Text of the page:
To determine this you need to talk to the people who are teaching you in each of the centres. It can be useful to find out who you will be speaking to and how much they know about your subject. In any case you should try to present to the top level of your own understanding, but explain carefully any points that you believe your audience are not familiar with.
How long is the presentation?
No matter what type of talk you have to give, you will be allotted a specific amount of time (15 – 20 minutes in this case). It is important that you plan your talk with this in mind.
In a ten minute talk, you’ll have time to deliver about 1.000 written words. With visual support, you’ll be able to cover about seven or eight slides, or four overhead projector transparencies. If you try to cover more than this, you’ll either talk too fast, or you’ll run over time. (And remember what it feels like when a teacher runs over time in a lecture!).
Where is the presentation?
Before you present find out in which room it will be and what resources are available to you there. That way you won’t be caught out expecting to be able to use, for example beamer and then when you arrive you find the room only has an overhead projector.
OK, those are the basic questions answered. Let’s consider next the structure of your presentation.
3. PRESENTATION STRUCTURE
Mark Twain, the American novelist, was world famous for his entertaining and enlightening lecture delivery. His guiding principle has been re-written many times:
“Tell ’em what you’re gonna say, say it, and tell ’em what you’ve said!”
In a study of undergraduates in University College Dublin, students were asked to comment on what lecturers could do to improve their presentations. Maybe you’ll agree with their suggestions:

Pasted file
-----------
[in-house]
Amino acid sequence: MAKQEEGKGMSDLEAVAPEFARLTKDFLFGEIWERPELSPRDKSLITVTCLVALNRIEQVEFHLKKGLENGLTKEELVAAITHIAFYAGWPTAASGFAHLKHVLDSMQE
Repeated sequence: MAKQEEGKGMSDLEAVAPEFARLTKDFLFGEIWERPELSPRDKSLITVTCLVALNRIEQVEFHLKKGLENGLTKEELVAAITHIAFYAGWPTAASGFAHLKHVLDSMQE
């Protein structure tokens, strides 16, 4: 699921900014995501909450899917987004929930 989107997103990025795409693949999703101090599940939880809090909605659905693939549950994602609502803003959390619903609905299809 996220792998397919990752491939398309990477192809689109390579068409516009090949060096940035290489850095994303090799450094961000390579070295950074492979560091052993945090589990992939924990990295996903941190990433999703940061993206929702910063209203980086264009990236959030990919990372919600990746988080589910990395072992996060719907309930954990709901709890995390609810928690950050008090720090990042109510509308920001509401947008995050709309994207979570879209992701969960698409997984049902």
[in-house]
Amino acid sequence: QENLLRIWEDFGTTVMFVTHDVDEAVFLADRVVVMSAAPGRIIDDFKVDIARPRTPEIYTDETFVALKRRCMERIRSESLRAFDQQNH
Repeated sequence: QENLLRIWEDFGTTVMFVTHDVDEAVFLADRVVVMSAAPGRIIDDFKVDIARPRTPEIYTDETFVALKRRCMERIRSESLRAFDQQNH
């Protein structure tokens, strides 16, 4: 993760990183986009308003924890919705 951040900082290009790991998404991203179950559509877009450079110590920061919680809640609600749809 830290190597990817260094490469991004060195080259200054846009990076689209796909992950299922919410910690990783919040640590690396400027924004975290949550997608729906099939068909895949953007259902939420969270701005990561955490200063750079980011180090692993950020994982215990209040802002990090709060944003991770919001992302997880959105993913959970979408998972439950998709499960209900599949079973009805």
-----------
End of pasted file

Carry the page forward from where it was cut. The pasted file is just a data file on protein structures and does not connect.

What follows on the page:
“Be organised and prepared, smile, be relevant”
It seems, then, that a clear structure can help to make a good presentation. A suitable type of structure would be to have:
- An introduction, which sets the direction
- The information delivery, with constant review
- A conclusion, which highlights the main point
- A final summary, which reviews the whole presentation
Generally speaking, it’s easier to break the presentation down like this when you’re speaking for longer time periods. In a short talk, you need very careful planning to make sure you have time to include all the sections. In addition, you need to think which are the most relevant points of your talk so that you can spend more time there.
4. FITTING THE STRUCTURE TO THE TIME AVAILABLE
Let’s look at the timing of a presentation from the viewpoint of the audience. The graph below shows how student attention varies during a fifty minute lecture:
By comparing this attention span with the suggested structure, you can see the importance of the introduction and the conclusion and summary – they are delivered when your audience is most receptive.
The middle part of any presentation is where you need to keep people interested by varying your method of delivery, introducing discussion etc.
All of that said, not all topics fit in with this kind of plan, and as we’ve noted already, short talks are harder to get right than longer ones. Structuring and timing a short presentation accurately gets easier the more often you do it. The best advice on this one is:
“Don’t try to say everything about a subject, and practise, practise, practise”